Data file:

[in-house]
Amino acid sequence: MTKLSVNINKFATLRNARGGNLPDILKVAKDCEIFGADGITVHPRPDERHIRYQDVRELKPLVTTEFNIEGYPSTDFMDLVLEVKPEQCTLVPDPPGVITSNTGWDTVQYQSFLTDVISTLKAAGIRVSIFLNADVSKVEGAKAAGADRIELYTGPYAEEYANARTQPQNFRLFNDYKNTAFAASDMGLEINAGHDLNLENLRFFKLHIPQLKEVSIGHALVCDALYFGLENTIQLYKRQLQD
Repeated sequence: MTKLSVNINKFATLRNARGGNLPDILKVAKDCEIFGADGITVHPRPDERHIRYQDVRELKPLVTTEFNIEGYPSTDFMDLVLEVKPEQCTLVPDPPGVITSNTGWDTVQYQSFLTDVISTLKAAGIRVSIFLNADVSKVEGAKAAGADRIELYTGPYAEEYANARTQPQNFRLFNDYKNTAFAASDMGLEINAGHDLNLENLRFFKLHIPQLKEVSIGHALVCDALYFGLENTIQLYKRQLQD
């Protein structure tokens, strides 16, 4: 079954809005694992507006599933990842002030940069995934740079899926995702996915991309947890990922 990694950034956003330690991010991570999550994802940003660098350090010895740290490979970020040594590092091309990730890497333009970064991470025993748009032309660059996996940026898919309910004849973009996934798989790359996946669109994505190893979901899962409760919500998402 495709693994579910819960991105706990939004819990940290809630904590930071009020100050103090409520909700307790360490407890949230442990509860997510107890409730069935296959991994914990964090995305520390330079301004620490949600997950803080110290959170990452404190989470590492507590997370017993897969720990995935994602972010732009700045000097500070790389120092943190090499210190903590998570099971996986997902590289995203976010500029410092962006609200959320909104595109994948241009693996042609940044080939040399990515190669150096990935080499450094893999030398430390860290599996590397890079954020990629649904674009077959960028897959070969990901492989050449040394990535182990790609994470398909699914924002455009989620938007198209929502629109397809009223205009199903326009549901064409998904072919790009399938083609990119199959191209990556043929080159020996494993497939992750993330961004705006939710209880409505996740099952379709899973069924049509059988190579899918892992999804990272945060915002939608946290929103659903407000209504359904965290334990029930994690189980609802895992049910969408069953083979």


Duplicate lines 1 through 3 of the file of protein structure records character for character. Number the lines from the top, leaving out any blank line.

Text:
[in-house]
Amino acid sequence: MTKLSVNINKFATLRNARGGNLPDILKVAKDCEIFGADGITVHPRPDERHIRYQDVRELKPLVTTEFNIEGYPSTDFMDLVLEVKPEQCTLVPDPPGVITSNTGWDTVQYQSFLTDVISTLKAAGIRVSIFLNADVSKVEGAKAAGADRIELYTGPYAEEYANARTQPQNFRLFNDYKNTAFAASDMGLEINAGHDLNLENLRFFKLHIPQLKEVSIGHALVCDALYFGLENTIQLYKRQLQD
Repeated sequence: MTKLSVNINKFATLRNARGGNLPDILKVAKDCEIFGADGITVHPRPDERHIRYQDVRELKPLVTTEFNIEGYPSTDFMDLVLEVKPEQCTLVPDPPGVITSNTGWDTVQYQSFLTDVISTLKAAGIRVSIFLNADVSKVEGAKAAGADRIELYTGPYAEEYANARTQPQNFRLFNDYKNTAFAASDMGLEINAGHDLNLENLRFFKLHIPQLKEVSIGHALVCDALYFGLENTIQLYKRQLQD